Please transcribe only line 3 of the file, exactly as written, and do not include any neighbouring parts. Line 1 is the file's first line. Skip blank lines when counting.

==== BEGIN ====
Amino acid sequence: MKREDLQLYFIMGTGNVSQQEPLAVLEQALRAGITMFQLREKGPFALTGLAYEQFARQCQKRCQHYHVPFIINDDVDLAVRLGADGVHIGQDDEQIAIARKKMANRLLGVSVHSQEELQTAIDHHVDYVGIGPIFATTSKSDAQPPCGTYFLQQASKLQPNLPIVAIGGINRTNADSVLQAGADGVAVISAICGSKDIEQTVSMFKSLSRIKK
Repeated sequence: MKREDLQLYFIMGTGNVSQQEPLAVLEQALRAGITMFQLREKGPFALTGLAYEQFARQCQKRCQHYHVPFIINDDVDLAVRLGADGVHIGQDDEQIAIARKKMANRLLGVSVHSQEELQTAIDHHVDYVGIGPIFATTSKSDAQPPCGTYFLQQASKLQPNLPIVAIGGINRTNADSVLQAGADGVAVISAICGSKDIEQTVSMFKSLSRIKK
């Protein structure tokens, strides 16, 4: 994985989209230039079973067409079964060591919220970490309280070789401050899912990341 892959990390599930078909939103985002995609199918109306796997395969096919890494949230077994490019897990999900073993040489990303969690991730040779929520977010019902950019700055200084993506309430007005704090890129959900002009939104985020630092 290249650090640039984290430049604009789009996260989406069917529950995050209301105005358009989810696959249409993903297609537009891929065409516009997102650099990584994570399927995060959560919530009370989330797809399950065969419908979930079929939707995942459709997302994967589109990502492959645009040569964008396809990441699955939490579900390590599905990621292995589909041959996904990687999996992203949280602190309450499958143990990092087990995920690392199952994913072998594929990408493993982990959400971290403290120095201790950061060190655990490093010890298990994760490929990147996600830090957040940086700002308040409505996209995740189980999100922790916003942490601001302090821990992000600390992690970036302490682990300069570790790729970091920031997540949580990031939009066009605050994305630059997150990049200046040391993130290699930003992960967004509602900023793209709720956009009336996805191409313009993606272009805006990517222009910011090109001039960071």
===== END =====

């Protein structure tokens, strides 16, 4: 994985989209230039079973067409079964060591919220970490309280070789401050899912990341 892959990390599930078909939103985002995609199918109306796997395969096919890494949230077994490019897990999900073993040489990303969690991730040779929520977010019902950019700055200084993506309430007005704090890129959900002009939104985020630092 290249650090640039984290430049604009789009996260989406069917529950995050209301105005358009989810696959249409993903297609537009891929065409516009997102650099990584994570399927995060959560919530009370989330797809399950065969419908979930079929939707995942459709997302994967589109990502492959645009040569964008396809990441699955939490579900390590599905990621292995589909041959996904990687999996992203949280602190309450499958143990990092087990995920690392199952994913072998594929990408493993982990959400971290403290120095201790950061060190655990490093010890298990994760490929990147996600830090957040940086700002308040409505996209995740189980999100922790916003942490601001302090821990992000600390992690970036302490682990300069570790790729970091920031997540949580990031939009066009605050994305630059997150990049200046040391993130290699930003992960967004509602900023793209709720956009009336996805191409313009993606272009805006990517222009910011090109001039960071």